By 2019, China's per capita for meat and egg consumption will become very close to the level of developed countries, as China in recent decades has changed from a society of mainly plant-based diets to an "animal diet.”.
It is worth mentioning that we are not the only country eating more sugar, oil, and meat.
In the last 30 years, with economic development and rising per capita income, the public demand for animal protein per capita has also increased in developing countries striving to achieve modernization (India is an exception because of cultural factors).
The technology to scale meat production has rapidly transformed some developing countries into global "meat factories." For instance, Brazil is now the world's largest beef and chicken exporter, exporting 1.87 million tons of beef in 2019, accounting for 20% of global beef exports. .
Asian countries such as Thailand have also become one of the world's largest chicken exporters in recent years, second only to Brazil and the United States.
Although these foods can be a “mouth blessing,” operating such large-scale agricultural products comes at a heavy price. First, it creates a weaker food system.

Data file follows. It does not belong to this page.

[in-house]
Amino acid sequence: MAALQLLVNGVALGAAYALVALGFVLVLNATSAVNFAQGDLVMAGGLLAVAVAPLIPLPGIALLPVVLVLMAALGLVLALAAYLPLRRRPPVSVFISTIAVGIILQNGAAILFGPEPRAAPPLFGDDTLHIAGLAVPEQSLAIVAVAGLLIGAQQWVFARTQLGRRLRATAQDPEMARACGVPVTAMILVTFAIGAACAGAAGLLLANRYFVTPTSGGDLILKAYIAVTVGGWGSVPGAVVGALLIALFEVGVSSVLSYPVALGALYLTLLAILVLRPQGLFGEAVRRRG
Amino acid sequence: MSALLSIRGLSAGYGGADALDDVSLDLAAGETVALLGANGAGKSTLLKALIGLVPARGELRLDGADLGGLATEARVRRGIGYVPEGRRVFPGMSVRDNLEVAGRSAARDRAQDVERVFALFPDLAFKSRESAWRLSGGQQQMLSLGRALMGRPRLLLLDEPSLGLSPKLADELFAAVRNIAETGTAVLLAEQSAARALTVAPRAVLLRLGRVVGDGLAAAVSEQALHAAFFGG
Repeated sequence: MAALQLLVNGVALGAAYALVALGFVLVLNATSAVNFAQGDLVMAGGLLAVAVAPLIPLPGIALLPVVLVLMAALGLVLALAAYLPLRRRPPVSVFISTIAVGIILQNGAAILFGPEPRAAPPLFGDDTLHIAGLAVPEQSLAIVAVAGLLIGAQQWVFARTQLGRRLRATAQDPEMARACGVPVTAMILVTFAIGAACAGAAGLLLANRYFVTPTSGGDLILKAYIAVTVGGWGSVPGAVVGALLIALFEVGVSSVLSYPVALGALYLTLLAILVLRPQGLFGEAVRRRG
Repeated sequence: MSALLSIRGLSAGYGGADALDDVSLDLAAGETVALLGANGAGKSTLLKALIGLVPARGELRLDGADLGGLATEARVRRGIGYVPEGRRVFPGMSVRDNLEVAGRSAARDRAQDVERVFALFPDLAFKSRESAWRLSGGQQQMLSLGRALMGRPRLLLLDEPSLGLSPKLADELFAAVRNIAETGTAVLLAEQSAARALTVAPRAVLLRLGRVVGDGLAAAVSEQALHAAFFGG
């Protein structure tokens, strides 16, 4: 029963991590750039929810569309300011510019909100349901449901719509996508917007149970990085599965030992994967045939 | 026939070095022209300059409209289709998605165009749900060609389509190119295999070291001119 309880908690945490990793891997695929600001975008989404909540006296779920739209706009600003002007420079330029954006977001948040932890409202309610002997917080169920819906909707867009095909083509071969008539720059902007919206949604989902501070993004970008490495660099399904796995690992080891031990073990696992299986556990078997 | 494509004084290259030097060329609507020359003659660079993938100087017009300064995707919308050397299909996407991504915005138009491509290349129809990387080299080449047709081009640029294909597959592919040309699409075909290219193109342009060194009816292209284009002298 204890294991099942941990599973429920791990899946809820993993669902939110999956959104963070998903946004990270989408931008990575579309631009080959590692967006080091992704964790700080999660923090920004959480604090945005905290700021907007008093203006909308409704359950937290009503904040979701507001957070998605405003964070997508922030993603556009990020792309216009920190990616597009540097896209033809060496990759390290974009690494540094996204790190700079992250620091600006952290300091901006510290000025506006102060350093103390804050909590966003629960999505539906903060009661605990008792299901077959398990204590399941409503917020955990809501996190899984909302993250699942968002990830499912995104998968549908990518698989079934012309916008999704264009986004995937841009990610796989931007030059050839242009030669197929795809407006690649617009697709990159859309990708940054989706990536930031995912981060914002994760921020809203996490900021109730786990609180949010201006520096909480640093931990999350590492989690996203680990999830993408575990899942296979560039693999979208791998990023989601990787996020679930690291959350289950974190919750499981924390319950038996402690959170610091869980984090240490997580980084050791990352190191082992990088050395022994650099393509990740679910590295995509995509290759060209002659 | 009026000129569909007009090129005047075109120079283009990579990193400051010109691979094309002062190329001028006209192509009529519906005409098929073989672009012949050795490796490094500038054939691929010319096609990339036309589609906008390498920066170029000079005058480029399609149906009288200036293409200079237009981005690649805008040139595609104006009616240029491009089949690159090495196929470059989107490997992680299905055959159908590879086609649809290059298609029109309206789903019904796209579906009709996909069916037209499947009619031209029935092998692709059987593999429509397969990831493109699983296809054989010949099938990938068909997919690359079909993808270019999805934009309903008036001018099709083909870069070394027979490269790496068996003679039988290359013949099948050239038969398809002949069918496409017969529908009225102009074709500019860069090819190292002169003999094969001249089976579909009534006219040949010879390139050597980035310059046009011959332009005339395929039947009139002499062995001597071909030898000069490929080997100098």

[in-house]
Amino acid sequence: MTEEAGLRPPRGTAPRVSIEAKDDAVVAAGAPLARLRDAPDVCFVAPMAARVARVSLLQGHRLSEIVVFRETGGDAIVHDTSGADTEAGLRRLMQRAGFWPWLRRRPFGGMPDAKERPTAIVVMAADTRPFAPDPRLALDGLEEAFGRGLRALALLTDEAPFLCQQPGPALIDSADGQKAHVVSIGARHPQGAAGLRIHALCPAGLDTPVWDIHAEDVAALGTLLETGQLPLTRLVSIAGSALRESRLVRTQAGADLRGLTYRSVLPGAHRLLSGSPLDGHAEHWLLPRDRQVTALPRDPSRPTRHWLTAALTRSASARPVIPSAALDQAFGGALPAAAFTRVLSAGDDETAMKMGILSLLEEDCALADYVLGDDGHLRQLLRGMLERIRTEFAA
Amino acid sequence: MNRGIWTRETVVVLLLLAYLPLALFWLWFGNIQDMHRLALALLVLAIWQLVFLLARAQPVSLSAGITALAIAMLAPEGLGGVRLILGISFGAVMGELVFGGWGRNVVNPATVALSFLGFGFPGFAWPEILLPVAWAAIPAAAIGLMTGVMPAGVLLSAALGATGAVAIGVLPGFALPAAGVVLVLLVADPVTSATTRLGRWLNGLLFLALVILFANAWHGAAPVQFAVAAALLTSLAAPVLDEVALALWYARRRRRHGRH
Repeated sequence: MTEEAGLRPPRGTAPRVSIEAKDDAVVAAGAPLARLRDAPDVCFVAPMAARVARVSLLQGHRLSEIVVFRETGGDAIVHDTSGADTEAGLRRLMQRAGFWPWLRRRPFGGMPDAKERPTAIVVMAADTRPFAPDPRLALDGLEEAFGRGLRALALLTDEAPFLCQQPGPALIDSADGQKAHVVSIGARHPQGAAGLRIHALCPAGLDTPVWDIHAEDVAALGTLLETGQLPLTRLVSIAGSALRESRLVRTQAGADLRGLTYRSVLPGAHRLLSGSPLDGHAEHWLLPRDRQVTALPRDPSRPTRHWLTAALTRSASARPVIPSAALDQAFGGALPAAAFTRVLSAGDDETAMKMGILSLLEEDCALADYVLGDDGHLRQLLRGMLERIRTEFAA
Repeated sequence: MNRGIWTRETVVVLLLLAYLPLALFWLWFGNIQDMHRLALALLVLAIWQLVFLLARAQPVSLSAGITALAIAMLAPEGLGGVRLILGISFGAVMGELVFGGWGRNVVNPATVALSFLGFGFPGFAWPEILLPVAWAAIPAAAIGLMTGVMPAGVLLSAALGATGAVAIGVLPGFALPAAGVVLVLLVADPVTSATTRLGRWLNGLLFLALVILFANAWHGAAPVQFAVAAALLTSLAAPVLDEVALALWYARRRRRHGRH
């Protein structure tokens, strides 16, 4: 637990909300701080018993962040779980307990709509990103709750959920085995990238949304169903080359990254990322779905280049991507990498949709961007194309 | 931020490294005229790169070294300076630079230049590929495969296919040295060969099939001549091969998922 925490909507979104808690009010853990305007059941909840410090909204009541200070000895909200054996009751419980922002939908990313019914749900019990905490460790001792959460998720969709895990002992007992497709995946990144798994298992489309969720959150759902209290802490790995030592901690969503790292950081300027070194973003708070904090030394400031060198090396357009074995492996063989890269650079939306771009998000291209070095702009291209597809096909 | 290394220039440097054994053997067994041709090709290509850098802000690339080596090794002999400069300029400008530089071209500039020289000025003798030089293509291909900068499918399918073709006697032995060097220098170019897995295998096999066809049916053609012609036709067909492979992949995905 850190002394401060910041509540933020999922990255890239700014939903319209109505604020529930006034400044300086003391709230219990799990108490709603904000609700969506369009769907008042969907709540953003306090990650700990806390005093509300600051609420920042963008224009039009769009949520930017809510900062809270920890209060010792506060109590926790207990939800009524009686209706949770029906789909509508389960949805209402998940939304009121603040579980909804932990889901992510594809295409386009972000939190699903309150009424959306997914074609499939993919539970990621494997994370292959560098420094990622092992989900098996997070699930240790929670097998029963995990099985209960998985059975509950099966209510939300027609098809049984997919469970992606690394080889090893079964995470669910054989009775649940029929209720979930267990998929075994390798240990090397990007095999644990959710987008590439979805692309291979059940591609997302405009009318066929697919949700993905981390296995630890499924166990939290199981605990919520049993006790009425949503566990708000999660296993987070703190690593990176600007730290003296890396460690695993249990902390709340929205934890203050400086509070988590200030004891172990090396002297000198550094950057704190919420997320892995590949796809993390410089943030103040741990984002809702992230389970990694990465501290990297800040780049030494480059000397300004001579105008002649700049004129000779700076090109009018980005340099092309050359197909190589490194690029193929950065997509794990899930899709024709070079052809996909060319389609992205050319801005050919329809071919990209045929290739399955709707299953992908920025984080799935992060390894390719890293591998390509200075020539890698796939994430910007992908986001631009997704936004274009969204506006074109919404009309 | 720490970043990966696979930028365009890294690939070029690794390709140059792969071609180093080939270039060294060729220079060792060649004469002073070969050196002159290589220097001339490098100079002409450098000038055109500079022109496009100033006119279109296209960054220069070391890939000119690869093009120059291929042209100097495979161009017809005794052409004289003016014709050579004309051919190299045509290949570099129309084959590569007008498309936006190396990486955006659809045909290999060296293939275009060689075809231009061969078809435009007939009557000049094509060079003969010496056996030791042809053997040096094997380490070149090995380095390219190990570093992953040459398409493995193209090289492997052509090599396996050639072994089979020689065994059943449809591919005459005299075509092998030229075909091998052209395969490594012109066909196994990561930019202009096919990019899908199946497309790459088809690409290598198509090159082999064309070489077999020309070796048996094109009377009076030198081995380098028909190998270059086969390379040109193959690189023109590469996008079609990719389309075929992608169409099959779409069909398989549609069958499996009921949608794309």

In the United States, where agriculture is more industrialized than China, the average size of a farm is 16000 square meters--the equivalent of 38 basketball courts.
Patches of wheat and corn fields are the usual scenery along the roads of these.
The use of monoculture, large machinery, and chemicals can significantly reduce labor costs.
However, because single planting doesn't mutually balance the food chain, it can easily give rise to serious pest problems. Besides, weed treatment and soil fertility supplements are needed to maximize efficiency, so it is inevitable that a large number of herbicides, pesticides and chemical fertilizers are used. Crops in the industrial system are treated with drugs, and so are the farm animals raised in this system.